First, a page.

This season, freshman forward Katie Johnson, not related, has provided similarly explosive plays, using her vision in the penalty box to score three goals for the Women of Troy this season, including two in six minutes against No. 19 Portland on Sept. 16.
“They have a lot of similarities to their game,” USC coach Ali Khosroshahin said. “[Samantha] and Katie started clicking right away. Now they’re actually developing a good understanding of each other. Once they get a few games under their belt, you’re going to see some really neat things come from the two of them.”
The elder Johnson has already provided her fair share of heroics this season with two game-winning goals in the last 15 seconds of matches against San Diego and Washington.
“Most of the time I’m just kind of in the right place at the right time,” Samantha Johnson said. “It’s just about trying to use technique that [the coaches] taught me.”
The younger Johnson said she looks up to her elder.
“As a senior, she scores the clutch goals,” Katie Johnson said. “We trust her because she does the right things on the ball.”
Katie said Samantha, who’s totaled four goals this season, is a good mentor on the pitch for the 16 freshmen on the squad, helpsing adjust to the college game. That’s a luxury previous USC teams didn’t enjoy, according to Samantha.
When the older Johnson was a freshman, some of the upperclassmen on the squad had been on the 2007 team that won the NCAA title. One might expect that championship experience would rub off on the younger girls and bring the team closer together — but Johnson says it did the opposite.
“There was a big disconnect between the lowerclassmen and the upperclassmen,” Samantha Johnson said. “We didn’t have great leadership, so to speak … They were intimidating and never let their guard down. That’s why I make a conscience effort to help the younger players now.”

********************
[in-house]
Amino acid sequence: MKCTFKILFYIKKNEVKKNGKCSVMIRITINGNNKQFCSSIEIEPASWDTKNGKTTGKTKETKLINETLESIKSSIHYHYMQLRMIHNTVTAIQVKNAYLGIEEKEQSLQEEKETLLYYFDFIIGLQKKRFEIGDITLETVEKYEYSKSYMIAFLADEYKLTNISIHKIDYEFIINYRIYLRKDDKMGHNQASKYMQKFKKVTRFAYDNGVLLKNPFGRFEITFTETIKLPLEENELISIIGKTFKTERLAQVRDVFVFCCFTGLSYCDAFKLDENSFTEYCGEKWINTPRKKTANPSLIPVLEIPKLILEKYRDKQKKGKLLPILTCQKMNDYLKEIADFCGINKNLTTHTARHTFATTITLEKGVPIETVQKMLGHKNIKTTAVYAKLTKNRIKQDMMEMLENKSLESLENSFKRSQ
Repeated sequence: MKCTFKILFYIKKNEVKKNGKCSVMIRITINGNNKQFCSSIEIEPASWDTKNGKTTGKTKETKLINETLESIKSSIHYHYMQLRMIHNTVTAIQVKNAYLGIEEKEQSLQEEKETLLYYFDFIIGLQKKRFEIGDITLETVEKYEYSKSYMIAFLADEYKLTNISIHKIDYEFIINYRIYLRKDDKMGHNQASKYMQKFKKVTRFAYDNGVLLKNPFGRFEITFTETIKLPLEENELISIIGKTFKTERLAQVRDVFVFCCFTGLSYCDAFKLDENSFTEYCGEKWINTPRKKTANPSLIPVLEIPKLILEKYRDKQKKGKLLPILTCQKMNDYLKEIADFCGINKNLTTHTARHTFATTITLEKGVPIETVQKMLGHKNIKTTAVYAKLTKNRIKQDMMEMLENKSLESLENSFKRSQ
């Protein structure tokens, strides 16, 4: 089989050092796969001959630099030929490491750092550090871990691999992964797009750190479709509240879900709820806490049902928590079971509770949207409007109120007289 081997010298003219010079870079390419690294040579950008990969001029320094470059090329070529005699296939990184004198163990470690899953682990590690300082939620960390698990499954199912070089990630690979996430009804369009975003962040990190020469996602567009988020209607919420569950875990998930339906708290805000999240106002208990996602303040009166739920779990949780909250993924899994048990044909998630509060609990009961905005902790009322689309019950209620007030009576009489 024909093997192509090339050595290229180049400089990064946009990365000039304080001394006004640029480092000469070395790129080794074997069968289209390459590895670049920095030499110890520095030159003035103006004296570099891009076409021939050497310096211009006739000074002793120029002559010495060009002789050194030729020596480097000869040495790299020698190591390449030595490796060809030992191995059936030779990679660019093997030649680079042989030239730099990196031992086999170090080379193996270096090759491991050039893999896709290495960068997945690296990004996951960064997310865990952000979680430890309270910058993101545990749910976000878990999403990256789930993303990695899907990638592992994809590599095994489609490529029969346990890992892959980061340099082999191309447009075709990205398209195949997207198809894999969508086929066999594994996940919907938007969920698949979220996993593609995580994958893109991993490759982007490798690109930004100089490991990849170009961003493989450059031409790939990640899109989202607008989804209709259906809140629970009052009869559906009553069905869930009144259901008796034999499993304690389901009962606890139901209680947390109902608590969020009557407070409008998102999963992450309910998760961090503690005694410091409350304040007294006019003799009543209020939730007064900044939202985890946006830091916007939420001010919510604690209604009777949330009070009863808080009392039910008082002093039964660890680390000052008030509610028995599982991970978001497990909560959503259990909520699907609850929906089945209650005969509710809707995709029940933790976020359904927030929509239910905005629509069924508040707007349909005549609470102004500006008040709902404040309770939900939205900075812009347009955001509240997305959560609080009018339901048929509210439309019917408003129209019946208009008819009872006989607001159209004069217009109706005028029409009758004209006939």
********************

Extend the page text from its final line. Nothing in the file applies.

The younger Johnson noted the the leadership as well.
“Sam’s a natural leader,” Katie Johnson said. “She tells me where to be, how to stay connected. She’s really good at seeing the field and seeing the plays develop, and she’s helping me see that as well.”
The Johnsons came to USC with notable local pedigrees; both went to high school relatively near USC — Samantha in Palmdale, Katie in La Cañada — both were named All-Americans in high school and both achieved All-League status three times.
The pair also had to deal with injury issues coming into this season- Katie had to recover from a torn anterior cruciate ligament suffered during her senior year in high school, while Samantha has been bothered by a persistent foot injury.
Khosroshahin didn’t initially think USC would have a Johnson and Johnson duo up front, since Samantha had mostly played at midfield at USC. But when she was switched to forward in a game against Cal State Northridge to minimize the stress on her foot, and ended up scoring the game-tying goal, Khosroshahin knew he had found something good.
“We only got to see glimpses of the two of them together, but we liked what we saw,” Khosroshahin said. “It’s been a treat to watch Sam’s play really improve, and to see her lead the group on the field has been a lot of fun.”
And since both are still working back to full speed, Khosroshahin thinks the best is yet to come for both players.
“I always say something special happens to kids in their senior year, with that finality of things,” Khosroshahin said. “It has a way of helping you focus a little bit more.”
Samantha Johnson seems focused on carving out a senior legacy of last-second comebacks — and Khosroshahin hints that Katie might have a comparable future.
“[Katie] is barely starting to find her rhythm and her touch right now,” Khosroshahin said. “I’m not real good at fortune telling, but I think if [Katie] continues to become a student of the game, and puts the time in, she definitely has the potential of doing some very special things here.”
If the younger Johnson keeps learning from the examples the older Johnson has set for her this season, those special things could happen sooner rather than later.